During the last ten years, the number and diversity of web portals dedicated to the collection of bird observations has increased rapidly and most of Europe is now covered by at least one of them. Some portals are based on very specific systems and cover a limited geographical area (e.g. a region or country) while others function across several countries using the same basic package. While there is substantial variation in the scope and volumes of data gathered by different portals, the advent of online data collection has produced a vast amount of data that would previously have been impossible to amass.
Unlike more traditional monitoring projects, which focus on structured data collection, these portals aim mainly to obtain year-round data from the relatively unstructured but intensive and widespread activities of birdwatchers. However, despite the fact that data are gathered following simple standardised protocols (e.g. complete lists), or in some cases even no protocol (casual observations), the vast amount of data contained in these portals and the sheer amplitude of their combined geographical and taxonomic coverage offer great potential for research on the temporal and spatial distribution of birds across large geographical areas. This is particularly the case where at least some basic information on recording effort is available. Such knowledge is urgently needed in order to increase understanding of bird distributions and movements and to address issues concerned with conservation and management (e.g. wind farms, avian borne diseases, flight safety).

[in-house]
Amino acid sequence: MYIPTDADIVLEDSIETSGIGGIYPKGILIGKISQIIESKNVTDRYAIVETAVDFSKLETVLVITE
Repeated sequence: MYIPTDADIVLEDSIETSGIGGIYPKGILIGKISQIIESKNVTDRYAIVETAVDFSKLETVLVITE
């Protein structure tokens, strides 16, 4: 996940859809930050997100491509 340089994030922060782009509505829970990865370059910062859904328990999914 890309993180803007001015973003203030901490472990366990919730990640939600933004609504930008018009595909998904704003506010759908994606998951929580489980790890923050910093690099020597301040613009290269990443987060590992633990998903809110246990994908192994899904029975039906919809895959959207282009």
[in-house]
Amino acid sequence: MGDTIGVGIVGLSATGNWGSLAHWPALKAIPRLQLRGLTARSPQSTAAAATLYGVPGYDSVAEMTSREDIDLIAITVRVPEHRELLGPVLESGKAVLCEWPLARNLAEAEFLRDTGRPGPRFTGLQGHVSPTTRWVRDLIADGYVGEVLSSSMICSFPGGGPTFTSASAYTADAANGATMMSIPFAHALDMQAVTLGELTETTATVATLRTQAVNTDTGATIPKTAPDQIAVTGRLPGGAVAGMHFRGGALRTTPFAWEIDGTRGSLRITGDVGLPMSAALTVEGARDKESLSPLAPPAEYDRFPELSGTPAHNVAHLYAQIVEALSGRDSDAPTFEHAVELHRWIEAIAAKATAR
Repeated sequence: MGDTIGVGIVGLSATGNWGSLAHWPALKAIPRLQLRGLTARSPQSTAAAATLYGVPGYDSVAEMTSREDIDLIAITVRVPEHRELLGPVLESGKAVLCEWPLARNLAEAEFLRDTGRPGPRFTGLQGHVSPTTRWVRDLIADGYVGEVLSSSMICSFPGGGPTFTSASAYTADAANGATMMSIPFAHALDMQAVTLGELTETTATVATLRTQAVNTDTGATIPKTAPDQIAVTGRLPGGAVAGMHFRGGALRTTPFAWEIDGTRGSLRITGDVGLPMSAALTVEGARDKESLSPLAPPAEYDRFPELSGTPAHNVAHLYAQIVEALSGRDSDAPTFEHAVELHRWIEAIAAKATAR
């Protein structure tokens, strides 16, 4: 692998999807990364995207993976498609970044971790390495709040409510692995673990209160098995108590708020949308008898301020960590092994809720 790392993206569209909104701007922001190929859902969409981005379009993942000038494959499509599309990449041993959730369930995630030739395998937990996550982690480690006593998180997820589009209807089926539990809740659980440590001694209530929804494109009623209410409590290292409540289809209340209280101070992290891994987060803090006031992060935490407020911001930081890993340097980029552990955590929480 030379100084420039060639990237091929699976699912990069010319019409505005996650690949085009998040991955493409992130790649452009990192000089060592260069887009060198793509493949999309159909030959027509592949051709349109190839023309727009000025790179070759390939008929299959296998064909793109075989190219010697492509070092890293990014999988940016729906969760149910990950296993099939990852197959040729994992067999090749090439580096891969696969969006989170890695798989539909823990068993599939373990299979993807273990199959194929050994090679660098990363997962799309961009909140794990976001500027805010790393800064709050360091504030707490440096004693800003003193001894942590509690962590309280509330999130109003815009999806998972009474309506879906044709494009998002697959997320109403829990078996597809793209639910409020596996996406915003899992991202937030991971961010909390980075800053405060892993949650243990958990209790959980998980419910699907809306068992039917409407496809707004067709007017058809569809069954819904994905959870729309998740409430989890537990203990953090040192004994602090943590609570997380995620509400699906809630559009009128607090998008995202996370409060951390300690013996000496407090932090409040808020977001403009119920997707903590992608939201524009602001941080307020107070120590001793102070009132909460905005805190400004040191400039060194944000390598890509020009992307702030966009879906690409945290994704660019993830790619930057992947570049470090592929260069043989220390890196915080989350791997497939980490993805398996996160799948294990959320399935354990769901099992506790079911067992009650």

In order to make best use of the data gathered by online portals across Europe, there is a need to establish and maintain a common database. Data sources are very scattered, and several portals have limited access or are available only in the native languages of their host countries. Given the diversity of initiatives and the well established nature of some of them, any attempt to favour only one of the systems or to create a new common one would be both undesirable and impractical. We therefore aim to create a common data repository that will hold data from each of the existing systems. This will contain the minimum aggregated information required to realise the full potential for large scale spatiotemporal analyses of such data and for other research and applied uses that are appropriately undertaken at a European scale.
This initiative will be the perfect companion to the work developed by the other two main projects undertaken by the EBCC: the Pan-European Common Bird Monitoring Scheme (PECBMS) and the new European Breeding Bird Atlas (EBBA2). PECBMS, a joint initiative with BirdLife International, monitors breeding population trends across Europe, using large-scale and long-term common breeding bird surveys and developing indicators of the general state of nature, while EBBA2 will produce a precise snapshot of the breeding distribution of all European bird species for the whole continent and for a specific time window (2013–2017). The EBP project will complement PECBMS and EBBA2 by focussing on the study of continental-wide seasonal changes in bird distribution as well as those temporal changes taking place too fast as to be properly tracked by more traditional monitoring projects. EPB will promote the use of simple, standardized bird recording protocols so as to improve the quality of the results that can be produced using these data.